Chuños: The Ugly Little Potatoes Everyone Loves. Bolivian Food and Recipes
(Santa Cruz, Bolivia)
Chuños (pronounced CHOO-nyos) are freeze dried, dehydrated potatoes used frequently in Bolivian food and recipes, mostly in Western and central Bolivia, as they are produced by the Aymara and Quechua peoples of the Andes mountain region. Chuños get a bad rap because the potatoes become rock hard and have a withered, wrinkly aspect; however, once they’ve been cooked they are actually delicious!
The Incas, and possibly some civilizations before them, didn’t have electricity or refrigeration, of course, so they created a surprising way to remove the moisture from potatoes and freeze dry them to ensure a generous supply of potatoes would be available for cooking throughout the year. Potatoes are grown in the Andes Mountains where the weather is generally cool and arid, but warmest during the first part of the year.
By May the potatoes are ready to be pulled from the ground and the production of millions of chuños takes place mostly during June and July (the two coldest months of the year). This must be done during this short window of time because the entire process takes place outdoors in villages located very high in the mountains where temperatures fall below freezing only for a few weeks.
Potato farmers carefully prepare small fields where the land is very flat and cold. These will be the “freezing fields” where select potatoes are spread out directly on the ground and allowed to dehydrate in the sun during the day and freeze during the night. The potatoes are left there for several days and nights.
The potatoes are then bundled up and transferred to a second flat field where they are again spread out. These are the “trampling fields”. The farmers and their family members remove their shoes, wash their feet and proceed to walk and dance around on the potatoes. Trampling the potatoes helps to remove any remaining moisture they may contain. It also causes the potato peels to crack and fall off. Any portions of peels that are not removed by foot are later removed by hand.
The potatoes are trampled during the day for several days and remain in the fields for up to a week until the dehydrating and freezing process is complete and the potatoes have shrunk to half or even a fourth of their original size. If it rains, farmers must rush to bundle up their potatoes so that they won’t get wet again, and must wait for the rain to subside and the ground to dry before they can resume drying their potatoes.
Throughout this process the potatoes gradually darken and, depending on the variety of potato used, result in dark gray, black or even deep purple, hard-as-rocks dried potatoes. These potatoes are no longer referred to as papas (potatoes) and are now called chuños. The effort it takes to make chuños is worthwhile. Chuños can be stored for months, years, and even decades in proper cool, dry conditions.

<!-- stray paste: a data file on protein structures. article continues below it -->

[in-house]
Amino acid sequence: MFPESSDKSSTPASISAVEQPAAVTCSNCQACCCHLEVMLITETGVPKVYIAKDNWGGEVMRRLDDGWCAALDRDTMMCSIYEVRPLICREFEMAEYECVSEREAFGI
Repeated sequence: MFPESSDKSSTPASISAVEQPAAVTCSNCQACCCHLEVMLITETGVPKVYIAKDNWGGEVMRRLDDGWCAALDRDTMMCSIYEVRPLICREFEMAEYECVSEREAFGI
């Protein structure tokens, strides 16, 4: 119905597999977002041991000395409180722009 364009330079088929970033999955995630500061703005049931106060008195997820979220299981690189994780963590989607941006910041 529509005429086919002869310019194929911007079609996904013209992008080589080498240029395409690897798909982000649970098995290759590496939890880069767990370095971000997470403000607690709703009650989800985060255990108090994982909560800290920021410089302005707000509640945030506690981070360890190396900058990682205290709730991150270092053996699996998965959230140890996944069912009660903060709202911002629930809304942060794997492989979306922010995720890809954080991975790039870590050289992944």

These shriveled, wrinkly, rock-like freeze dried potatoes are not a pretty sight. In fact, they can be quite off-putting. However, the normally bland flavor of the potatoes has now been transformed into a delicious, slightly nutty flavor that blends surprisingly well with a large variety of soups, side dishes, and even breakfast meals.
To prepare them for cooking, chuños are soaked and washed twice before use. First, the chuños (which initially are very, very hard) are allowed to soak in a large bowl or pot with sufficient water to completely cover them. After a few hours, the water is poured out, the chuños are rinsed well, and then they are covered again in clean water and allowed to soak overnight. In the morning, the chuños will have soaked up some of the water and will be firm but soft enough to cook. The first change of water and second soak in clean water are necessary. After their first soaking, chuños release into the soaking water a slightly sour flavor as well as some of their color. If used without a rinse and second soaking, and allowed to soak overnight in this bitter water, the chuños will release this bitterness into any other foods they are cooked with.
There are over 1500 varieties of potatoes (in addition to many other tubers) in the highlands of the Bolivian Andes, although only 33 of them are officially registered varieties. Not all of them are suitable for making chuños, although the dehydration and freeze-drying process is widely used on other food staples such as corn, beans, peas, and fruit. The varieties used to make chuños are fairly starchy, medium-sized potatoes.
A second type of chuño also commonly produced in Bolivia is called the tunta. The initial dehydration and freeze-drying process used for chuños is followed for the production of tunta. However, during the week-long trampling process the potatoes, rather than being kept bone dry, are sprayed with a fine mist of water in the evening. As they freeze during the night, they gradually turn whiter and whiter. There isn’t a big difference in flavor between tunta and chuños, although chuños do have a more concentrated nutty flavor.
Because the potatoes undergo a quite transformative process, Bolivians do not even consider chuños to be potatoes anymore. In fact, the flavor and texture are so different that the two are not used interchangeably in Bolivian recipes. Instead, certain recipes are traditionally made with potatoes and others are made exclusively with chuños. On the other hand, the difference between chuños and tunta is less obvious. If black chuños are not available, tunta can be used in almost any chuño recipe.
Would you like to try your hand at cooking with chuños? Revuelto de Chuño is one popular and easy-to-make Bolivian recipe with chuños that is typically served as a side dish. Fricasé is an absolutely delicious, hearty pork stew made with chuños that will warm you up on cold winter nights.